I am however not certain that every element of $\mathcal A$ can be written as the limit of a series of the form $\sum_{n=0}^\infty \alpha_n R^n$ with $\alpha_n\in\mathbb C$ (c.f. this answer), so I shall prove explicitly that other approximations fail as well. Suppose, for the sake of contradiction, that there is some $S \in \mathcal A$ such that $Se_2 = v$ holds. Let $\varepsilon > 0$ be given and choose some $T = \sum_{n=0}^k \alpha_nR^n \in \text{span}(\text{id},R,R^2,R^3,\ldots)$ such that $||S - T|| < \varepsilon$ holds. Now we have $$||Te_2 - v|| \: = \: ||(T - S)e_2|| \: \leq \: ||T - S||\cdot ||e_2|| \: < \: \varepsilon, $$ so in particular $\big|(Te_2)(n) - \frac{1}{n-1}\big| < \varepsilon$ holds for all $n \geq 2$. Define $M \subseteq \mathbb N_{\geq 2}$ by $$ M := \left\{n\in\mathbb N \: : \: n\geq 2\ \text{and}\ \varepsilon \leq \frac{1}{2}\cdot\frac{1}{n-1}\right\}. $$ Then for all $m\in M$ we have $\big|(Te_2)(m)\big| > \frac{1}{2}\cdot \frac{1}{m-1}$. It follows from (1) that we have $$ (Te_2)(m) \: = \: \begin{cases} \dfrac{\alpha_{m-2}}{(m+1)!},&\quad\text{if $2\leq m\leq k + 2$};\\[1em] \quad 0,&\quad\text{otherwise}. \end{cases} $$ Hence for $m\in M$ we have $ |\alpha_{m-2}| > \tfrac{1}{2}\cdot m!$. We find $$ ||Te_1||^2 \: = \: \left|\left|\sum_{n=0}^k \alpha_n R^ne_1\right|\right|^2 \: = \: \left|\left|\sum_{n=0}^k \frac{\alpha_n}{n!}\cdot e_{n+1}\right|\right|^2 \: = \: \sum_{n=0}^k \left(\frac{\alpha_n}{n!}\right)^2 \: \geq \: \sum_{m\in M} \frac{1}{4} \: = \: \frac{|M|}{4}. $$ It follows that $||T|| \geq \frac{1}{2}\cdot \sqrt{\:|M|\:}$ holds. But now we have $||S|| \geq ||T|| - \varepsilon \geq \frac{1}{2}\cdot \sqrt{\:|M|\:} - \varepsilon$. Making $\varepsilon$ smaller and smaller, this lower bound for $||S||$ grows larger and larger, showing that $||S||$ is arbitrarily large. This is a contradiction, so we may conclude that no such $S$ exists. Indeed we see that $\mathcal A(e_2)$ is not closed.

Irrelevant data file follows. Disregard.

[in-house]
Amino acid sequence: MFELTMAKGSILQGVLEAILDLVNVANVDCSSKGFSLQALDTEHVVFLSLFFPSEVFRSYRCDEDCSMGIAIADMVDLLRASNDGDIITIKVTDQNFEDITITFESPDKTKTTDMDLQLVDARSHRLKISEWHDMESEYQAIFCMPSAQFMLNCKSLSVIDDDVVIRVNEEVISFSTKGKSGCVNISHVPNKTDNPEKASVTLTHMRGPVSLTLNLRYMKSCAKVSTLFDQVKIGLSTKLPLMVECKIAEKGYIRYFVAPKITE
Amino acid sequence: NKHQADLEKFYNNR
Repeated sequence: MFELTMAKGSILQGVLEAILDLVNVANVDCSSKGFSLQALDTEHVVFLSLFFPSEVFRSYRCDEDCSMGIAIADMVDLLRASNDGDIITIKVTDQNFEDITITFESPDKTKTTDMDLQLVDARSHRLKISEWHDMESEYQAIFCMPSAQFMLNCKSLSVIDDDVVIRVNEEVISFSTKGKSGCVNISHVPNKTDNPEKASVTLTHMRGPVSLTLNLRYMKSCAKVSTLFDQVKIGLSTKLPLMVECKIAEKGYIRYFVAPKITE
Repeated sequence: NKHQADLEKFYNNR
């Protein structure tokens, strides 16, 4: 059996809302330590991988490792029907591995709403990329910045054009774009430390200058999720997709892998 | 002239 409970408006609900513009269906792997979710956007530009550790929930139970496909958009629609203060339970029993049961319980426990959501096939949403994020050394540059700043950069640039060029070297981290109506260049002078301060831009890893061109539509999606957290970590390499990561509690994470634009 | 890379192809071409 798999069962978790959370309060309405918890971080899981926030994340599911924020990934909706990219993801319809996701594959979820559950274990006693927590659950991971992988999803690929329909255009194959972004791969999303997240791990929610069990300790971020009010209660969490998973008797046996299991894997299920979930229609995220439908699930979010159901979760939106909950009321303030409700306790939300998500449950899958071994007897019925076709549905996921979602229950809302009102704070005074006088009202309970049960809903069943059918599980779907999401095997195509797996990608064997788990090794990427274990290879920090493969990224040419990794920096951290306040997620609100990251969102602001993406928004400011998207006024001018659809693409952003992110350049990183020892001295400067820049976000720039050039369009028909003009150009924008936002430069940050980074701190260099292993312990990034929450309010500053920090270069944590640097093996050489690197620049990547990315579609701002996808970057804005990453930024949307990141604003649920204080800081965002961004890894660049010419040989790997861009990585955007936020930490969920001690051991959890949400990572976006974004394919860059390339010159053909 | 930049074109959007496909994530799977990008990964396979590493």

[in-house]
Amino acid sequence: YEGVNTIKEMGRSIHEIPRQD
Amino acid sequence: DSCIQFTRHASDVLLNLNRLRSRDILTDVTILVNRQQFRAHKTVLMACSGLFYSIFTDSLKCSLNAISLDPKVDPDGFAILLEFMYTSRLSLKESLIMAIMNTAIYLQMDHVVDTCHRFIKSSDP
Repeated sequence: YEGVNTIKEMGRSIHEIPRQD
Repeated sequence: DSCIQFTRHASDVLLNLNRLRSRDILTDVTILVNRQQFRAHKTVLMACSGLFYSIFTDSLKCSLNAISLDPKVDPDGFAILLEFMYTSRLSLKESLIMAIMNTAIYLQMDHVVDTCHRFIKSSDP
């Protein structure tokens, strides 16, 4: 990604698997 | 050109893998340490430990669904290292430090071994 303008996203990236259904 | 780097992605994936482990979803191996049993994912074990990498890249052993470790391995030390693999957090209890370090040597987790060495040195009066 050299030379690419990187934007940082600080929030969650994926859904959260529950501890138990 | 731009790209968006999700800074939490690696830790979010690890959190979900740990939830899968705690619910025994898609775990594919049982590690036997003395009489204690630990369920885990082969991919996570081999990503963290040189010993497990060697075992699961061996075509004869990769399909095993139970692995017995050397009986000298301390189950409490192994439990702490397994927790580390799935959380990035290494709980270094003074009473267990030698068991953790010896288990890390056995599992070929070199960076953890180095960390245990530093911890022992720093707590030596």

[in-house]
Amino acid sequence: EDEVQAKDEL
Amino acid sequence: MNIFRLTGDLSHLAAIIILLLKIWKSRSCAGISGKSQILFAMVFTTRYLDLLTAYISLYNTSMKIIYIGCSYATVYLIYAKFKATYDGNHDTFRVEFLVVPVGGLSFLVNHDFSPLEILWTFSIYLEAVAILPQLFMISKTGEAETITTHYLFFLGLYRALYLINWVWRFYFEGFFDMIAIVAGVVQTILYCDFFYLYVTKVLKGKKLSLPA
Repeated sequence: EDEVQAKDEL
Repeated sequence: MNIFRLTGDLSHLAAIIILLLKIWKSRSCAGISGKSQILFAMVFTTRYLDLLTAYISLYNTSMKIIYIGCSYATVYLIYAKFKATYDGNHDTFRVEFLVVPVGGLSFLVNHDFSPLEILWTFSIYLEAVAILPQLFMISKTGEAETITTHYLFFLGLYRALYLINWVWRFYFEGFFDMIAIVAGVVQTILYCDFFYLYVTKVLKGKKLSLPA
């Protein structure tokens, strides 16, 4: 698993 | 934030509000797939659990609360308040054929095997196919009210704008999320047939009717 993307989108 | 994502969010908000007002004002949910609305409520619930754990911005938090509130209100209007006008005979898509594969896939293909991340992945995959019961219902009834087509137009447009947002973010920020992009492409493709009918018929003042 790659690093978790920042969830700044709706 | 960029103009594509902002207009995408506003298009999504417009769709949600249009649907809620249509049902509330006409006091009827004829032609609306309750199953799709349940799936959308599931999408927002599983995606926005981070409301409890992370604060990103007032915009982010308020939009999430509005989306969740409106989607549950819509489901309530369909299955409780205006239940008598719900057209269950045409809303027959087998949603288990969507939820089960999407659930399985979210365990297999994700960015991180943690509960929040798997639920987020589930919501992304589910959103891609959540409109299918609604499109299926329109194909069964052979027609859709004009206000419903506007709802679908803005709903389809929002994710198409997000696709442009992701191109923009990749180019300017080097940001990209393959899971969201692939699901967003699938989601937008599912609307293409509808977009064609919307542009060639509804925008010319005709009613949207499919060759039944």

However, in Rudin's proof, $\Gamma$ is not just any closed subalgebra; it is the commutant of $T$. This tends to have much more structure than an arbitrary closed subalgebra. (For instance if $X$ is a Hilbert space and $T$ is self-adjoint, then $\Gamma$ is a Von Neumann algebra. But even if $X$ is not a Hilbert space, we might be able to choose an involution $* : B(X) \to B(X)$ for which $T$ is self-adjoint. In that case the commutant $\Gamma$ is a self-adjoint subalgebra.) In particular, I don't think the above example $\mathcal A$ occurs as the commutant of a compact operator $T$.

Maybe the theorem can still be salvaged by using other properties of $\Gamma$?

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  • $\begingroup$ So Rudin was definitely wrong with "it is easy to see …". Whether he was wrong with "$\Gamma(y)$ is closed" remains open. However, the proof works if one considers $H(y) = \overline{\Gamma(y)}$ instead of $\Gamma(y)$ itself, with practically no changes. $\endgroup$ Feb 2, 2016 at 0:20
  • $\begingroup$ Oh yes, I didn't even think to check the rest of the proof (in an exit on first error kind of way). :-) Interestingly, I just discovered that the word closed has been removed in the book I own, which is the fourteenth reprint (2014) in its cheapo Indian edition. (At the time this was the only version I could still buy.) So the error was found before! $\endgroup$ Feb 26, 2016 at 14:14